Olivia: What was the most interesting thing you learned, both from the team research project itself and from the i3 experience as a whole?
Ryan: What did I learn from the project? That a lot of people tweet! You would never think that a lot of young people actually tweeted about the presidential election and that it played a major factor in their lives. What I gained from the project isn’t really anything that I didn’t learn here, because everything I learned here was actually put in towards the project. The class I’m taking now is Business Process Analysis where we have to list out the steps of how to get from plan A to plan B. In the marketing class that I took, I wrote a paper on how I would market something. Excel played a major part and PowerPoint is really going to play a major part in my next upcoming steps. So really everything that CW’s been teaching me so far was expressed in my project and in the way I handled the project situation- the efficiency of it. But what I really gained from this experience and this trip is that when I first arrived I was kind of scared. Being a student from a small private college going up against all these other students from major universities, I didn’t know what to expect- if they’re smarter than me or if I’m not capable of what they can do- but at the end of the day and during my experience there, I realized that none of these students are really different from me. I realized that if I put my mind to it, I could compete on the same level as them. This project really showed me something I never knew about myself, because before I was very quiet, but after this whole experience, I came back a very outspoken person with the confidence of not being afraid to fail and to also accept new challenges. I really grew.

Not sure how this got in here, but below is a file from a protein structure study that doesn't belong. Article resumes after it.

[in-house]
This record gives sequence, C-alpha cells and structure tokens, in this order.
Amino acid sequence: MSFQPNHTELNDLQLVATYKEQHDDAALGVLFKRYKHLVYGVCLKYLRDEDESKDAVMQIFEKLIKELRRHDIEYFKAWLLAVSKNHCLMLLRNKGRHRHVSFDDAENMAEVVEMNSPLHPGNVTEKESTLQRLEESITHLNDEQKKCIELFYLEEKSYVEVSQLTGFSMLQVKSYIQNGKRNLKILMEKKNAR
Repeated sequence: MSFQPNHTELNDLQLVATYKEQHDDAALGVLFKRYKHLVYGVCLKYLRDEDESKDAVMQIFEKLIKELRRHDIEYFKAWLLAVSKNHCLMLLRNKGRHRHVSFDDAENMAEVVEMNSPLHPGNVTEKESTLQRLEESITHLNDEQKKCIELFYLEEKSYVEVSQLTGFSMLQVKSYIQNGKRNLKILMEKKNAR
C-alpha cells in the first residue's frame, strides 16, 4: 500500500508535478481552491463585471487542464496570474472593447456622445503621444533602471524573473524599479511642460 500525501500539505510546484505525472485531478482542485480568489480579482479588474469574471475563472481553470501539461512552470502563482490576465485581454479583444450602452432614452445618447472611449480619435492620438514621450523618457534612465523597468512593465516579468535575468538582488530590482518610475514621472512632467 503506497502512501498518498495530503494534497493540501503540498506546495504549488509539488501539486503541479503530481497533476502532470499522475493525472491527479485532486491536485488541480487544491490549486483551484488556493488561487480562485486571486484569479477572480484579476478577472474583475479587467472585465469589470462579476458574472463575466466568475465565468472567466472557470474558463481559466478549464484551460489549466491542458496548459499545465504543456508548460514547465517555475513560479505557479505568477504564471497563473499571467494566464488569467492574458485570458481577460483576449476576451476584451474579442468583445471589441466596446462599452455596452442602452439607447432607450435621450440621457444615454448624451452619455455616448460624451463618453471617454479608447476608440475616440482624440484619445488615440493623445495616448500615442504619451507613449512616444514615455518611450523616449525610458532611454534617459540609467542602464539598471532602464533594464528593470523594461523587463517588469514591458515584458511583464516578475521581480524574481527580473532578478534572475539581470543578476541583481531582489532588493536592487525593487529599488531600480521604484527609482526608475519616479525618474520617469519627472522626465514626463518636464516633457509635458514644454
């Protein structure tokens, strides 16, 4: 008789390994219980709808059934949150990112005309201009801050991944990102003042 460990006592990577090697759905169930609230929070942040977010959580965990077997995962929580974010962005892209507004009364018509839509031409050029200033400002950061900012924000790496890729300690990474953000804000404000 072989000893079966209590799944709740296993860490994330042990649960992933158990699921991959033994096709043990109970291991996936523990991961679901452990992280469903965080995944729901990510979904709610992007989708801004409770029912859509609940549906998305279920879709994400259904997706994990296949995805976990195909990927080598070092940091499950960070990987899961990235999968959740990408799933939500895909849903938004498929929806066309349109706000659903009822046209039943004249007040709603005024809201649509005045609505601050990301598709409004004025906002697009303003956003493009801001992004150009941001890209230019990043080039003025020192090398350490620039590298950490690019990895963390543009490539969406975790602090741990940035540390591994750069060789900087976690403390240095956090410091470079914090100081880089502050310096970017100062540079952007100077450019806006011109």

In an earlier piece he wrote about his experience, Ryan said “My advice to my fellow students is to not hesitate on something that will benefit you for the future.”
Interviewed by Olivia Rosenberg